Where the Spiritual and Physical Converge: Exploring Progressive Recovery Through Yoga
If you hang out long enough in the rooms of recovery it becomes clear that many recovering people have a strong calling to eastern philosophy and practice. It seems this is often motivated by the significant encouragement to practice open-mindedness, as well as emphasis on prayer and meditation. Meg is typical in that regard, but her perspective on what she has discovered is not typical in terms of how she views it as a complement to her step-based recovery.
What is the one thing you are doing today that is the most important in continuing to advance your recovery, and why?
For me, recovery encompasses the journey inward and the journey outward: inward to know, accept, love and care for the person I am, and outward to know, accept, connect with, love, and care for others. First I used the twelve steps and the fellowship to launch and sustain me along that journey. Lately, in addition to the traditional twelve step program I remain steadfastly committed to, I have added another component: teaching yoga to people in recovery.
For the past two years, I have been melding yoga, meditation, and recovery, the centerpieces of my life, through teaching in a recovery center. These yoga classes feed my soul and energize my recovery. There is a palpable sense of healing for all of us as we stretch, breathe, relax, open, let go and receive with and from one another. It is similar to going to a meeting in that something happens which is beyond words and explanation.
How did you start incorporating yoga as a Recovery practice?
I have been practicing yoga since 1975 and continuously sober since 1985. I wasn’t sure that I wanted to do a yoga teacher training, wasn’t sure that teaching yoga was a path for me, but I did want to take my own practice to the next level. I was drawn to Kripalu, where I had done various workshops, and I knew their style of yoga and their resources for teaching were what I sought. In 2014, I began my training and by the time I finished in February of 2015, I knew why I had begun: my goal was to find a way to bring yoga to other recovering people.
I had heard of various Recovery Yoga programs that required special training in order to do the practice under a particular “brand.” But what I had in mind was really simple: just a yoga class in which everyone was in recovery. And I knew enough yoga teachers in recovery that we could make that happen.
I came home to Burlington and approached Gary DeCarolis, the director of The Turning Point Center of Chittenden County, a 365-day-a-year support center for alcoholics and addicts. I had used the center myself and knew Gary a little, but in that first meeting to talk about a possible yoga program, a true partnership was made. Gary has championed the idea, donated space, personnel, and time, and he has helped raise the money to start and maintain five free Recovery Community Yoga classes a week at Turning Point. All the classes are taught by recovering people, and they draw a full spectrum of the recovery community: from people in long term recovery to people living in shelters and struggling in their first days and weeks clean and sober.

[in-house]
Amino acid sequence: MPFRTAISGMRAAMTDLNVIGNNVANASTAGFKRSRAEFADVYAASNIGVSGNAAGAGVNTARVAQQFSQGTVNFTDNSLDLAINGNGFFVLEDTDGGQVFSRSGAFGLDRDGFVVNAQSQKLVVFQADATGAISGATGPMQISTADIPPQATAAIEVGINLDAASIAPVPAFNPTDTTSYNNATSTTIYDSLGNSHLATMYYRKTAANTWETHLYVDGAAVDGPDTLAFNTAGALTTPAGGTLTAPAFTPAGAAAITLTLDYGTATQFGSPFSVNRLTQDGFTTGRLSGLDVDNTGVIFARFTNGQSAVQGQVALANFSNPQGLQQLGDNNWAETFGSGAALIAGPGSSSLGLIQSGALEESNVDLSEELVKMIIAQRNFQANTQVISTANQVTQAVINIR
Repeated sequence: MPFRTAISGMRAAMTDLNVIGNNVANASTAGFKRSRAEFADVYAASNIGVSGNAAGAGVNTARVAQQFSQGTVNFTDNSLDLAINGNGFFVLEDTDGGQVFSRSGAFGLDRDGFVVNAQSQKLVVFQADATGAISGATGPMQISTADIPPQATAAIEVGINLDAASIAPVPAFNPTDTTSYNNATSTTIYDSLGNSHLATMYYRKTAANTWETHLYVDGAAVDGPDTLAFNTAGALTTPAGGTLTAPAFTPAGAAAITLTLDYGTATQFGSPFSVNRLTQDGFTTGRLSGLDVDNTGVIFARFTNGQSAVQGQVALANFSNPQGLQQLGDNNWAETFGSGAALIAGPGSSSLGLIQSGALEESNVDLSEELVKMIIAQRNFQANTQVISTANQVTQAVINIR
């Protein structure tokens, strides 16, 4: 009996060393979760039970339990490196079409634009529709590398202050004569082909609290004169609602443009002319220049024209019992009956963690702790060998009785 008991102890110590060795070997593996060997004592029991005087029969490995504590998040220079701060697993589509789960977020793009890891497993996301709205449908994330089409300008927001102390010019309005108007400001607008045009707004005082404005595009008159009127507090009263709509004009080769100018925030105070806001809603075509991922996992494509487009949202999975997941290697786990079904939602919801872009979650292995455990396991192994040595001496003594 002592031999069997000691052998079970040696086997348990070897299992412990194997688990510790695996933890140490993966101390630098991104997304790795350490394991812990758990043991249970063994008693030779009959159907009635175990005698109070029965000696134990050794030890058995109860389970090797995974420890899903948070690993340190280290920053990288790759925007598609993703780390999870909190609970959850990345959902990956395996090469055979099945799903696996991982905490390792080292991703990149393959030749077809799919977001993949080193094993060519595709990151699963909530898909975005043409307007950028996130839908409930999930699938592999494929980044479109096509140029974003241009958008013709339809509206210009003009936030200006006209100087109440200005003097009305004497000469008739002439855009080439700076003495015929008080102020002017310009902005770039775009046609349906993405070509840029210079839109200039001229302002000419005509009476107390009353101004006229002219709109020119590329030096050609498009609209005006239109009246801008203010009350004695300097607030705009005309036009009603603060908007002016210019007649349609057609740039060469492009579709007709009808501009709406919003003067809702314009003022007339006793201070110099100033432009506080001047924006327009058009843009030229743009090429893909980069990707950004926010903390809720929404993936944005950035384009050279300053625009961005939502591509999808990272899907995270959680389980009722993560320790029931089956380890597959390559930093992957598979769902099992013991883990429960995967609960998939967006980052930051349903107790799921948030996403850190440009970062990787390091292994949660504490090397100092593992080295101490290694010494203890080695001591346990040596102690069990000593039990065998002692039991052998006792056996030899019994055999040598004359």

Our program is going into its third year and has been featured in two local newspapers and was included in Yoga Journal’s Live Be Yoga Tour to highlight ways in which yoga is uplifting different communities around the country.
What’s different about this process than traditional recovery practices? What makes it applicable to others?
The only thing I can compare Recovery Community Yoga to is traditional twelve step recovery meetings and fellowship, and, in many ways, they are similar: one recovering yogi helping another by sharing experience, strength, and hope. In yoga, we move more, we often have music, there is less talking, but the root experience creates a very similar result: we feel better equipped to have a good day clean and sober, to weather whatever life might send our way. We build a trusted community of people we see regularly whom we laugh with, share with, open up with, and come to love.
I would never advise that Recovery Community Yoga replace traditional recovery practices or exercise or personal therapy or medical supervision. I see it as one more deeply valuable component of a happy, healthy, balanced, successful, clean and sober life.
What would you recommend for a beginner looking to get into yoga to complement their recovery?
The best place to start is with one's own yoga practice in the hands of a good teacher and with readings and on-line resources. Like meetings, there are different styles and cultures (for lack of a better word) at different studios. I would suggest trying many classes for beginners in one's area and feeling one's way. There are also different programs that exist for connecting recovery and yoga: Yoga for Recovery and Y12SR are two with which I am familiar but have no personal experience.
Meg demonstrates the power of adding to one’s recovery without having to threaten either their core approach, or their recovery process. For Meg, the yoga practice is an example of searching, open-mindedness, and spirituality that has enhanced her recovery. You can learn more about Recovery Community Yoga by clicking here.